Per Matt
All good things must come to an end… even AMC’s FearFest. That idiom seems especially true when discussing the limited entertainment options offered by basic cable during a global pandemic. As the network juggles the proper destination to place its holiday horror franchises, one unfortunate belief lingers in my head: The best of FearFest is reserved for the channel’s streaming services, not the channel’s basic-cable home.

As daylight saving time has officially ended and All Hallows’ Eve has finally come and gone, the world moves on to prepare for the next national holiday. But before you baste your Butterball, let’s take a quick look back at Halloween 2020.

The need for social distancing has all but officially shut down this country’s economy, and the future is uncertain, in terms of when our situation will soon improve. Comic book, sci-fi and horror conventions canceled. Movie theaters closed (and slowly reopened). For the most part, haunted houses and other indoor attractions shut down and trick or treating with strangers in large groups of people was highly frowned upon by the CDC. People have lived the life of shut-ins for months now, many of them working from home (for those who are still employed). The streaming services experienced an initial surge in subscriptions, as people have more time than ever to watch the boob tube, but even those numbers have leveled off. And then there’s the small demographic where I reside: A person who has never, ever used a single streaming service.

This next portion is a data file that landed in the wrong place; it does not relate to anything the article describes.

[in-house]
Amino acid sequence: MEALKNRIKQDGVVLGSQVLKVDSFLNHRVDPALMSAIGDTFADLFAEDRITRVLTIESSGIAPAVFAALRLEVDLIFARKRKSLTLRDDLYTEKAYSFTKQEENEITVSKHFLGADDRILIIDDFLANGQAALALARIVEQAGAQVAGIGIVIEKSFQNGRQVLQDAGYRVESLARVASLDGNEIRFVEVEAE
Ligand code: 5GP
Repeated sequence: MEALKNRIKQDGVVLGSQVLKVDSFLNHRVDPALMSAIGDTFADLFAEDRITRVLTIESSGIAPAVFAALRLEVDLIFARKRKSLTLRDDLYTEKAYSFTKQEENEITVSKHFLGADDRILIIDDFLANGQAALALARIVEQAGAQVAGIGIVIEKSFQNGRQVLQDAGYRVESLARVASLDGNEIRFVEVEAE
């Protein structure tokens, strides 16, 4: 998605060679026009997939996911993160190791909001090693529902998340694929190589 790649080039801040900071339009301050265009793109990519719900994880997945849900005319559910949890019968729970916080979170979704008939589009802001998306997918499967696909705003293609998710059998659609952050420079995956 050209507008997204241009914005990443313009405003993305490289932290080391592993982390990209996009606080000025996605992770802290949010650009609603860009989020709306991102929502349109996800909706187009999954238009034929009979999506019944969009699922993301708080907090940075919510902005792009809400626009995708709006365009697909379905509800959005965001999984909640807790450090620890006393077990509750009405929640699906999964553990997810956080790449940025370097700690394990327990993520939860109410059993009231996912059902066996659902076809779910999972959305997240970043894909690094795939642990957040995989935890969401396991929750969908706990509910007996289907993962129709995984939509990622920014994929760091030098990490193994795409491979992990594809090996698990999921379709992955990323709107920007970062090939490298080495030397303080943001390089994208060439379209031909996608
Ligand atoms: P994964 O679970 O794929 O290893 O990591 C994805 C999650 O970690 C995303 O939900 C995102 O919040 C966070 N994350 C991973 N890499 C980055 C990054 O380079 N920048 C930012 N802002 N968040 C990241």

As someone who lives in a rural area, it’s just not feasible to stream movies or binge watch any program via satellite internet (Don’t even suggest watching anything for more than a few minutes at a time on my aging phone!). It really is a struggle to run my webpage, at times. But that means I just do what I have to do in order to find my entertainment options. One of my all-time favorite holiday events is watching and enjoying FearFest, and I have voiced plenty of commentary about the channel’s programming throughout the years (FearFest and Other Horror Options for 2019, High Hopes for FearFest 2018 and What Happened to AMC’s FearFest?). To say that I’ve got high standards for this programming block is an understatement.

In the early days of FearFest, AMC used to air almost nothing but horror-themed films for an entire month. With the arrival of The Walking Dead and ultimately Talking Dead, that meant valuable programming space would have to be removed that otherwise would have featured scary movies. And then came TWD marathons, which limited the airing of horror films to only a handful of days, as selected franchises only aired around the clock for a 24-hour period. And in four short years, the VOD service featuring horror, thriller and supernatural titles has seemingly surpassed AMC’s long-running broadcast event, with exclusives like The Shed, Scare Package, Creepshow and WNUF Halloween Special, among others (like Joe Bob BriggsThe Last Drive-In).

In fact, I only tuned into the creepy channel’s festive features on two occasions this year. Let me repeat that: Only. Two. Times.